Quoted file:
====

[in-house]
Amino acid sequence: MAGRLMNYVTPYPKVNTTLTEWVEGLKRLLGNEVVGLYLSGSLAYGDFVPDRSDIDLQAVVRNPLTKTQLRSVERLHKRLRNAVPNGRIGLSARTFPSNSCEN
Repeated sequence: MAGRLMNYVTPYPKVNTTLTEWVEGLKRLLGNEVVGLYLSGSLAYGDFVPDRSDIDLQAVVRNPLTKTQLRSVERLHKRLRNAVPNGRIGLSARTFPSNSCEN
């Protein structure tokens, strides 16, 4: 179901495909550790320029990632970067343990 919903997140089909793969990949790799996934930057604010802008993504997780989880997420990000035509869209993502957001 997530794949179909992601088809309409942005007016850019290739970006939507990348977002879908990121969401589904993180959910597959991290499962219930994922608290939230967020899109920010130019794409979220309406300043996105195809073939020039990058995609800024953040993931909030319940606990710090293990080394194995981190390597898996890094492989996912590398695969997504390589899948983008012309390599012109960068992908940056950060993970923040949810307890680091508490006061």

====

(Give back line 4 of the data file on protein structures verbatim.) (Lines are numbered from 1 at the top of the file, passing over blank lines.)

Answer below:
């Protein structure tokens, strides 16, 4: 179901495909550790320029990632970067343990 919903997140089909793969990949790799996934930057604010802008993504997780989880997420990000035509869209993502957001 997530794949179909992601088809309409942005007016850019290739970006939507990348977002879908990121969401589904993180959910597959991290499962219930994922608290939230967020899109920010130019794409979220309406300043996105195809073939020039990058995609800024953040993931909030319940606990710090293990080394194995981190390597898996890094492989996912590398695969997504390589899948983008012309390599012109960068992908940056950060993970923040949810307890680091508490006061």